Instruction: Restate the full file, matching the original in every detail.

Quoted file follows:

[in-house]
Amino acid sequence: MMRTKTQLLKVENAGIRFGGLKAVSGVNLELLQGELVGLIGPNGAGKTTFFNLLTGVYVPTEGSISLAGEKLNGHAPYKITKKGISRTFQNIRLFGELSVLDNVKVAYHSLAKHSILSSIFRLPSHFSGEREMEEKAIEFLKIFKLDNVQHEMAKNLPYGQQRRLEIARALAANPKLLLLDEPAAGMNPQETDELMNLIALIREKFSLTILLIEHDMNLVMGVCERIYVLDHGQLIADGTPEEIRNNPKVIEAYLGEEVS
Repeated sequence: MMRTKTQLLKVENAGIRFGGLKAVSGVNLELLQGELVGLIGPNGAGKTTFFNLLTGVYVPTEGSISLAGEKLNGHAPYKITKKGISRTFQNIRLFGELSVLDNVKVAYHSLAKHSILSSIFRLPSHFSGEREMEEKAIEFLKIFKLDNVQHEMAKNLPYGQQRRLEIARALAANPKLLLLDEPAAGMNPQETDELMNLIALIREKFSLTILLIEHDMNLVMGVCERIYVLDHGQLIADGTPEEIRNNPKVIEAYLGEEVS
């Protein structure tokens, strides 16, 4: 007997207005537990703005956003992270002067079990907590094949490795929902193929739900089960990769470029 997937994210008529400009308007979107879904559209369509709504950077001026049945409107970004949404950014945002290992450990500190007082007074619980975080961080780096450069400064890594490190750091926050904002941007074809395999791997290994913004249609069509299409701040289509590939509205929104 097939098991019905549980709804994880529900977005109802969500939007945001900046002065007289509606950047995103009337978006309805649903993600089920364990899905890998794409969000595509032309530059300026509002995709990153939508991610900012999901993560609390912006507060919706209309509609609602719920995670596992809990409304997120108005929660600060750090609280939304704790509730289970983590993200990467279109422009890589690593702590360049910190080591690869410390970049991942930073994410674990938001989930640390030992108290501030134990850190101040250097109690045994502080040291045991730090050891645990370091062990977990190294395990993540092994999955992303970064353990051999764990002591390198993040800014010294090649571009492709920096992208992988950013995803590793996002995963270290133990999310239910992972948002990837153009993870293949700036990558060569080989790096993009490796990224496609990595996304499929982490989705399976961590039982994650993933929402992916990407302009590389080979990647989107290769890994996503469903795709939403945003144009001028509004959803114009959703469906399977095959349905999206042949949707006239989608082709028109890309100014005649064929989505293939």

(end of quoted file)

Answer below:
[in-house]
Amino acid sequence: MMRTKTQLLKVENAGIRFGGLKAVSGVNLELLQGELVGLIGPNGAGKTTFFNLLTGVYVPTEGSISLAGEKLNGHAPYKITKKGISRTFQNIRLFGELSVLDNVKVAYHSLAKHSILSSIFRLPSHFSGEREMEEKAIEFLKIFKLDNVQHEMAKNLPYGQQRRLEIARALAANPKLLLLDEPAAGMNPQETDELMNLIALIREKFSLTILLIEHDMNLVMGVCERIYVLDHGQLIADGTPEEIRNNPKVIEAYLGEEVS
Repeated sequence: MMRTKTQLLKVENAGIRFGGLKAVSGVNLELLQGELVGLIGPNGAGKTTFFNLLTGVYVPTEGSISLAGEKLNGHAPYKITKKGISRTFQNIRLFGELSVLDNVKVAYHSLAKHSILSSIFRLPSHFSGEREMEEKAIEFLKIFKLDNVQHEMAKNLPYGQQRRLEIARALAANPKLLLLDEPAAGMNPQETDELMNLIALIREKFSLTILLIEHDMNLVMGVCERIYVLDHGQLIADGTPEEIRNNPKVIEAYLGEEVS
């Protein structure tokens, strides 16, 4: 007997207005537990703005956003992270002067079990907590094949490795929902193929739900089960990769470029 997937994210008529400009308007979107879904559209369509709504950077001026049945409107970004949404950014945002290992450990500190007082007074619980975080961080780096450069400064890594490190750091926050904002941007074809395999791997290994913004249609069509299409701040289509590939509205929104 097939098991019905549980709804994880529900977005109802969500939007945001900046002065007289509606950047995103009337978006309805649903993600089920364990899905890998794409969000595509032309530059300026509002995709990153939508991610900012999901993560609390912006507060919706209309509609609602719920995670596992809990409304997120108005929660600060750090609280939304704790509730289970983590993200990467279109422009890589690593702590360049910190080591690869410390970049991942930073994410674990938001989930640390030992108290501030134990850190101040250097109690045994502080040291045991730090050891645990370091062990977990190294395990993540092994999955992303970064353990051999764990002591390198993040800014010294090649571009492709920096992208992988950013995803590793996002995963270290133990999310239910992972948002990837153009993870293949700036990558060569080989790096993009490796990224496609990595996304499929982490989705399976961590039982994650993933929402992916990407302009590389080979990647989107290769890994996503469903795709939403945003144009001028509004959803114009959703469906399977095959349905999206042949949707006239989608082709028109890309100014005649064929989505293939």